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  • Follow the manufacturer's instructions for warping your bead loom. Note that you will need one more warp thread than you have number of beads in a row. To weave the beads, tie a thread to an outside warp (tie onto the left warp if you are right-handed
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  • N
  • Begin by stringing a base row of 13 beads. String 5 beads and go back through the fifth bead from the end of the base row. String another 5 beads, skip 3 beads of the base row, and go back through the next. Repeat to end of row. Passing through the fifth
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  • P
  • Don't forget the end bead, or all your work will slip off! Pass Back Through (PBT) To pass through means to move your needle in the same direction that the beads have been strung. To pass back through means to move your needle in the opposite direction
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  • When the thread is pulled tight, PT will create a loop. Pass Through (PT) To pass through means to move your needle in the same direction that the beads have been strung. See also: PBT vs PT demonstration
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  • R
  • Once you've mastered right angle weave beading , the possibilities are endless. Right-angle weave There are two types of right-angle weave that produce the same finished beadwork, but that use different thread paths. The double-needle technique is
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  • Twisting wire is easily done with round-nose pliers. Round-nose pliers for jewelry making These beading tools are essential for making perfect loops and rings. If you can only buy a handful of tools, a round-nose plier should be among them. Choose a pair
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  • S
  • An “S” clasp is a simple, comfortable clasp that can be formed with a torch or torch-free. Using a butane torch to ball up the wire ends to form a clasp is a nice touch when using thin gauge (20–24) fine silver. But if you want to finish
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  • Join Lisa from Beaducation as she teaches the fundamentals of this basic jewelry-making skill. This class reviews what tools to use and how to make even, consistent loops every time.
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  • String 4 size 8° and 5 size 11° beads. Pass through the size 8° beads again. *String 1 size 8° and 5 size 11° beads. Pass through the last three size 8°s and the size 8° just strung. Repeat from * until you reach the desired
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  • Begin by stringing a row of beads. For the second row, string 2 beads, pass through the second-to-last bead of the first row, and back through the second bead of those just strung. Continue by stringing 1 bead, passing through the third-to-last bead of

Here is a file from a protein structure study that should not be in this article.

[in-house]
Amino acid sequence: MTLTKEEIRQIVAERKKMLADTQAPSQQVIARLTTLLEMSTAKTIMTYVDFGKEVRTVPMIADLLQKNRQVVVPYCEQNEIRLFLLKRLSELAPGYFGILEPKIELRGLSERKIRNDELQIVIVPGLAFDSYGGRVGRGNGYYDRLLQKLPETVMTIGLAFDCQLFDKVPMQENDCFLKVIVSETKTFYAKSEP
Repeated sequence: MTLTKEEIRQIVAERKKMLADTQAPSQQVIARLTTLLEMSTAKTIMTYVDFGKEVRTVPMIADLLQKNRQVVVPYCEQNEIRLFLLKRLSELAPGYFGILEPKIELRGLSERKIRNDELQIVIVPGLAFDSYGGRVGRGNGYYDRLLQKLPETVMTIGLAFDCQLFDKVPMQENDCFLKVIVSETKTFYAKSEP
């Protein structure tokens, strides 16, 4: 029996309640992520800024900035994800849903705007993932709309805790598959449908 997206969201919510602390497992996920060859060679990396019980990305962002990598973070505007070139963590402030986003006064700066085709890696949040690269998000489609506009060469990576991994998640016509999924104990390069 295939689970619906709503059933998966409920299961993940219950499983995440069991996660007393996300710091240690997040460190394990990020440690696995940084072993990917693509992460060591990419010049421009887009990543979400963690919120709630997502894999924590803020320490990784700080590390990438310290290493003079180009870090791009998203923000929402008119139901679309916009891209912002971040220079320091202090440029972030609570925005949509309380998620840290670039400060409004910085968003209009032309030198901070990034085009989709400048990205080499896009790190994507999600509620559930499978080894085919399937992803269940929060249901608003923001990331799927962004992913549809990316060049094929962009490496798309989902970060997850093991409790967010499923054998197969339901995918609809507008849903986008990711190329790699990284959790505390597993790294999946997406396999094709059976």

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  • These St Petersburg chain instructions demonstrate how strong and quick the beadwork is. St Petersburg Chain Named for its Russian origins, St Petersburg stitch is more obscure than its popular cousins, but it is nevertheless a fast and simple method
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  • Stringing is a technique in which you use a beading wire, needle and thread, or other material to gather beads into a strand. Popular stringing materials include beading wire, braided thread, elastic cord, fiber cord, leather cord, nylon thread, silk
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  • T
  • A tension bead (or stopper bead) holds your work in place. To make one, string a bead larger than those you are working with, then pass through the bead one or more times, making sure not to split your thread. The bead will be able to slide along, but
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  • Thread burner tool meaning This little tool was originally designed for sculpting wax molds, but beaders found a great use for it. The tip has a tiny heat element that works perfect for cleanly trimming thread close to beadwork. It is used for trimming
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  • String 3 beads and tie them in a circle to form a triangle. This is your first unit. Pass through the first bead again. String 2 beads and pass through the bead just exited and the 2 just strung. Continue adding 2 beads at a time to make a series of triangles
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  • Begin with a foundation row of ladder stitch. Join the ends together to form a tube. String 2 beads. Pass down through the next bead and up through the bead after it. Repeat around the tube. At the end of the round, pass through the first beads of the
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  • W
  • Wrapped-loop bails turn side-drilled beads, usually teardrops or briolettes, into pendants. Center the bead on a 3" or longer piece of wire. Bend both ends of the wire up the sides and across the top of the bead. Bend one end straight up at the center
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  • COIL To make a coil , use one hand to hold the end of your wire against a mandrel. With the other hand, wrap the wire around the mandrel in tight loops. To remove the coil, slide it off the mandrel and cut. Add vertical loops on either end to use the
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  • Learn how to make open and closed loop spirals and the proper tools to use for mastering this technique. Watch as Lisa from Beaducation.com shows you how to make one of her favorite shapes to incorporate into many or your designs.
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  • WIRE-WRAPPED LOOP For a wire-wrapped loop , cut the desired length of wire and make a 90? bend 2" from one end. Use round-nose pliers to hold the wire near the angle and bend the short end up and around the pliers until it meets itself. Wrap the wire